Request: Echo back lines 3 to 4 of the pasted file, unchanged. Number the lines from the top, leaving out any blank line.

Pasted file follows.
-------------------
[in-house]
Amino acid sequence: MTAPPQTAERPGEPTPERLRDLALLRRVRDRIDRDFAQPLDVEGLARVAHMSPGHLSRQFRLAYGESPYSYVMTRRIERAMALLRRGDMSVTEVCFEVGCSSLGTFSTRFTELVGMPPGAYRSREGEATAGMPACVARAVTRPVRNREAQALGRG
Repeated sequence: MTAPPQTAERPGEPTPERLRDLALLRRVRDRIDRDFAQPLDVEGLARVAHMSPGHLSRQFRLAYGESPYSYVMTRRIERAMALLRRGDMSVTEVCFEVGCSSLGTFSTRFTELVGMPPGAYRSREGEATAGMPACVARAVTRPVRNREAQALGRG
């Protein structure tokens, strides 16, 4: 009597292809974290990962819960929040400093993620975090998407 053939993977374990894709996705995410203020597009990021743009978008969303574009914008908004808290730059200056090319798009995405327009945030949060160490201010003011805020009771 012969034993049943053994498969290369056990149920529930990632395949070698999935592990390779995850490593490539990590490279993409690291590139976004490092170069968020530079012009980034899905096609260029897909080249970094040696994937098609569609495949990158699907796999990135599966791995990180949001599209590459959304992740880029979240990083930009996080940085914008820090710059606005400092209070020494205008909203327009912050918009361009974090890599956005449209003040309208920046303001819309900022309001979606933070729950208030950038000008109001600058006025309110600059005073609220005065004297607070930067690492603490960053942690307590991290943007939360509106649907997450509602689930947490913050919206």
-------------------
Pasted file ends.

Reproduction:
Repeated sequence: MTAPPQTAERPGEPTPERLRDLALLRRVRDRIDRDFAQPLDVEGLARVAHMSPGHLSRQFRLAYGESPYSYVMTRRIERAMALLRRGDMSVTEVCFEVGCSSLGTFSTRFTELVGMPPGAYRSREGEATAGMPACVARAVTRPVRNREAQALGRG
């Protein structure tokens, strides 16, 4: 009597292809974290990962819960929040400093993620975090998407 053939993977374990894709996705995410203020597009990021743009978008969303574009914008908004808290730059200056090319798009995405327009945030949060160490201010003011805020009771 012969034993049943053994498969290369056990149920529930990632395949070698999935592990390779995850490593490539990590490279993409690291590139976004490092170069968020530079012009980034899905096609260029897909080249970094040696994937098609569609495949990158699907796999990135599966791995990180949001599209590459959304992740880029979240990083930009996080940085914008820090710059606005400092209070020494205008909203327009912050918009361009974090890599956005449209003040309208920046303001819309900022309001979606933070729950208030950038000008109001600058006025309110600059005073609220005065004297607070930067690492603490960053942690307590991290943007939360509106649907997450509602689930947490913050919206």